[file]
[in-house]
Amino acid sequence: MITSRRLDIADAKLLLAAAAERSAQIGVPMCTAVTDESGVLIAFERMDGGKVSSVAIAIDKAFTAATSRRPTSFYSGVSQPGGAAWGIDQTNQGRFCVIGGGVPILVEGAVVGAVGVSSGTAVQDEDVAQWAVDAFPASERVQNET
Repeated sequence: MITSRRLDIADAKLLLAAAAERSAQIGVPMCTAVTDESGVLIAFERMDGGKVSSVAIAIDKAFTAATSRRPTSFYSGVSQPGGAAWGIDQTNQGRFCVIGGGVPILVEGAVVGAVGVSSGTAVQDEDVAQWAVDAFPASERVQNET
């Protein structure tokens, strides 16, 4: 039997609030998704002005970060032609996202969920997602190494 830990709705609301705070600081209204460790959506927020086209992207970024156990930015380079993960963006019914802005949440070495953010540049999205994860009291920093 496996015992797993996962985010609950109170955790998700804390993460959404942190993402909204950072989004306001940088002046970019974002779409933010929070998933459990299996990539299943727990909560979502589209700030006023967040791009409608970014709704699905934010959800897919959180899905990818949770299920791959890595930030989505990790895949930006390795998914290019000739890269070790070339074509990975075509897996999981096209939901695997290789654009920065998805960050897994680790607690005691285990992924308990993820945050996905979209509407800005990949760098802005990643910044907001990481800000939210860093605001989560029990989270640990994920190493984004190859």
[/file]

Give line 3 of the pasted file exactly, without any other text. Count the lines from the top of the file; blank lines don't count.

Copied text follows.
Repeated sequence: MITSRRLDIADAKLLLAAAAERSAQIGVPMCTAVTDESGVLIAFERMDGGKVSSVAIAIDKAFTAATSRRPTSFYSGVSQPGGAAWGIDQTNQGRFCVIGGGVPILVEGAVVGAVGVSSGTAVQDEDVAQWAVDAFPASERVQNET